In 1977, career diplomat Maurice D. Bean was nominated by President Jimmy Carter to serve as U.S. Ambassador to Burma (in 1989 the military government changed the name of the country to Myanmar). Bean was born on September 9, 1928, in Gary, Indiana. His father Everett worked as a laborer for the U.S. Steel Corporation; his mother Vera was a housewife.
Bean attended racially segregated schools in Gary and graduated from Howard University in 1950 with a B.A. in government. A year later, Bean’s career in the U.S. Foreign Service began when he was assigned to work with the Economic Cooperation Administration (ECA) in Indonesia. From 1951 to 1956, he served in Djakarta, the nation’s capital, as clerk, assistant program officer, and program analyst for the ECA.
Bean also continued his training, graduating from Haverford College in Philadelphia, Pennsylvania in 1954 with a master’s degree in social and technical assistance. Five years later (1959), Bean received a postgraduate certificate in Advanced International Studies from Johns Hopkins University in Baltimore, Maryland. The certificate came while he served as an ECA operations and programs officer in Bangkok, Thailand (1956-1961).
In 1961 Bean joined the newly formed U.S. Peace Corps and worked in Manila, the Philippines until 1966. Bean served first as the Corps Operations Officer (1961-1963), then Deputy Regional Director (1963-1964), and finally Operations Director (1964-1966).
In 1966, Bean rejoined the State Department as a director within the Bureau of East Asian and Pacific Affairs for Malaysia and Singapore. Bean’s mission ended in 1970, the year he came back stateside to participate in the nine-month senior seminar in foreign policy.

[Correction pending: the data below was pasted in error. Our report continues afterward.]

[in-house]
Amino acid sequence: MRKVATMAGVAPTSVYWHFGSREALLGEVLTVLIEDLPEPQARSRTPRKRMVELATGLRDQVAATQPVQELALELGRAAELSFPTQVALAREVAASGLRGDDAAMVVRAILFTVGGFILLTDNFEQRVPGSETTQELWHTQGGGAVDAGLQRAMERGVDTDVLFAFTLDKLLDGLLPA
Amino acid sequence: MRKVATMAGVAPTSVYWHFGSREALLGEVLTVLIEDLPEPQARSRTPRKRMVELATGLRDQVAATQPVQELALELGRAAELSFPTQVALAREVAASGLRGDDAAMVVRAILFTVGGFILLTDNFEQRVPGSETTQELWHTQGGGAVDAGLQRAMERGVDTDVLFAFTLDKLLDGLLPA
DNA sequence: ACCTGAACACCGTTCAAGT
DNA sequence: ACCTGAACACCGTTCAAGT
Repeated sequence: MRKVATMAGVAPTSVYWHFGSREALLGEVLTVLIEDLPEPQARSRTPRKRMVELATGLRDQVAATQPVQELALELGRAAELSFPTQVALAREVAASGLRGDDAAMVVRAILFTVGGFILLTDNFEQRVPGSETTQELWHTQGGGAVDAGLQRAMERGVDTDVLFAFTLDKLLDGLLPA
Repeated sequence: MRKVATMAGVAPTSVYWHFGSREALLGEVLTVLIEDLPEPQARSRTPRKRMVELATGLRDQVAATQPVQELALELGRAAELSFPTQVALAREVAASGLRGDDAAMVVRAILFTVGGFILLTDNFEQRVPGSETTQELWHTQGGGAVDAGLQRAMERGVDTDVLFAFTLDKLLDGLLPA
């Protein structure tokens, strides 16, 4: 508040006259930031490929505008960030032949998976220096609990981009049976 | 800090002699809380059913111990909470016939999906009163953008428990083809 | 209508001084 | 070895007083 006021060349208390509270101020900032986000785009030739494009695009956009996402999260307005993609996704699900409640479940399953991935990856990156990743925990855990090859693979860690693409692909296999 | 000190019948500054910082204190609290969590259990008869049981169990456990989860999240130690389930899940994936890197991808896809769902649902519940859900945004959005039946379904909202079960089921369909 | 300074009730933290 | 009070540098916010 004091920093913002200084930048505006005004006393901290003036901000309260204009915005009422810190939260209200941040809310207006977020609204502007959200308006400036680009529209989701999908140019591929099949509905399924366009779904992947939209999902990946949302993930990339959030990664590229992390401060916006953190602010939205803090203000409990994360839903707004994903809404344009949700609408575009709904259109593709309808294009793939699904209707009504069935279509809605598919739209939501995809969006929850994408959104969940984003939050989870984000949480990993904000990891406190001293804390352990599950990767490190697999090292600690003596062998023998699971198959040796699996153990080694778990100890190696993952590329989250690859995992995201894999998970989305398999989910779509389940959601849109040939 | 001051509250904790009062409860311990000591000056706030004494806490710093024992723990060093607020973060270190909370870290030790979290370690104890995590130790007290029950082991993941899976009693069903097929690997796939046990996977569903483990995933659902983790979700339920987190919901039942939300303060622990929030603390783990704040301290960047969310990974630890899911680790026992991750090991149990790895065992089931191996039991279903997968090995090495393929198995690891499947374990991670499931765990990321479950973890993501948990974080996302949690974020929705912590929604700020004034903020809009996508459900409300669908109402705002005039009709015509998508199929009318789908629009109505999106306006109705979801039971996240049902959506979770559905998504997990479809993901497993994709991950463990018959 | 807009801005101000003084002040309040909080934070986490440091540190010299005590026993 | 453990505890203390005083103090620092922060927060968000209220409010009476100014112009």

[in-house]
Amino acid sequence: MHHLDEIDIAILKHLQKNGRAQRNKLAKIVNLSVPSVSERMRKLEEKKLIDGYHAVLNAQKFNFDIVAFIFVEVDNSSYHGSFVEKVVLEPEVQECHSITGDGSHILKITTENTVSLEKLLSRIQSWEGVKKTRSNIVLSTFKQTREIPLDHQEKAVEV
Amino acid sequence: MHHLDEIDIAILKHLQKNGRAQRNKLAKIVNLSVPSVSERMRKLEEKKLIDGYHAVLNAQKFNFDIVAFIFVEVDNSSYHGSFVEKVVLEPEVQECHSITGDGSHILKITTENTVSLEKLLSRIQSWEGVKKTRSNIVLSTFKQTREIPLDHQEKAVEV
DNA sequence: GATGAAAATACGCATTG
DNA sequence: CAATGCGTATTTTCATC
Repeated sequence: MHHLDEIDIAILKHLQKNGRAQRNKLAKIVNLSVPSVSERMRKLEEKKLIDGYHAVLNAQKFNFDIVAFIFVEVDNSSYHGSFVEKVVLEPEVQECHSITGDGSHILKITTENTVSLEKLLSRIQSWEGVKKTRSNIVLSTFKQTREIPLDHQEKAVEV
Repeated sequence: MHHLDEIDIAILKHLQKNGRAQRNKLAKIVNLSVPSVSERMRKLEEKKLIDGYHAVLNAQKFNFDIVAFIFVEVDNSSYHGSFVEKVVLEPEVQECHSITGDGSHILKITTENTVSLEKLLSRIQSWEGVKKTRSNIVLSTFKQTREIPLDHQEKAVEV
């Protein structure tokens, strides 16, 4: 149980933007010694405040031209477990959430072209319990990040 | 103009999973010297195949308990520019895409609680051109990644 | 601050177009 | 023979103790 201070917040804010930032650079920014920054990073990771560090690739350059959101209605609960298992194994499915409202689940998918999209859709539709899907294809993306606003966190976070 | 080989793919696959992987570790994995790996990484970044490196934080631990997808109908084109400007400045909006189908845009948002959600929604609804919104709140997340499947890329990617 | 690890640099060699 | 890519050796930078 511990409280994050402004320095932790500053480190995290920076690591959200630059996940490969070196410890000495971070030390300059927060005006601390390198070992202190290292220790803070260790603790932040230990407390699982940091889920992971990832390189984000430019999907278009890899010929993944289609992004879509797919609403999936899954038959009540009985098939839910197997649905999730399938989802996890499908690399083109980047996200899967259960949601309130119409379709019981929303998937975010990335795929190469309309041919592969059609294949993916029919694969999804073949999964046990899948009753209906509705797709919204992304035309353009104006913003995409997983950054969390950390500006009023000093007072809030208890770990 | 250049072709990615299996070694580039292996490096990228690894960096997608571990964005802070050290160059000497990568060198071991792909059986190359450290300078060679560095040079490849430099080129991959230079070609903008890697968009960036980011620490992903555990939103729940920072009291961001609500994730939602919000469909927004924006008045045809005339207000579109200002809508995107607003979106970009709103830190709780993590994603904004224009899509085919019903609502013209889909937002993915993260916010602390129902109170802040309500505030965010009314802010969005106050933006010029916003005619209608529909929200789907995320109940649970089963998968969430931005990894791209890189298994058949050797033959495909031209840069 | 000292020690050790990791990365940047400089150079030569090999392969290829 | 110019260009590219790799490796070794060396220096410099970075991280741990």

In 1971, he was assigned as U.S. Consul in Ibadan, Nigeria, serving there until 1973. From 1973 to 1976 he was Deputy Chief of Mission and Senior Foreign Service Inspector in Monrovia, Liberia. While stationed in Ibadan, Bean married Dolores J. Winston in 1972.
In 1977, President Jimmy Carter nominated Bean to become U.S. Ambassador to Burma. Upon U.S. Senate confirmation, Bean became the first African American ambassador to serve in Southeast Asia. From 1977 to 1979, Ambassador Bean worked closely with Burmese President Ne Win, and with leaders in neighboring countries, such as Thailand’s Kriangsak Chamanan, to contain drug trafficking and stop the cultivation of cocaine and heroin. At that point, Thailand was the major supplier of cocaine and heroin to the United States.
After his Burma assignment ended Bean briefly served as Diplomat-in-Residence at Case Western Reserve University in Cleveland, Ohio. From 1980 to 1986, he was adviser to the Commander of Air University in Maxwell Air Force Base outside Montgomery, Alabama.
Bean retired from public service in 1986 in Pasadena, California, shortly after the death of wife Delores (in 1985). On November 30, 2009, Maurice Darrow Bean passed away in Pasadena at the age of 81. He was survived by his only son, Everett Thomas Bean.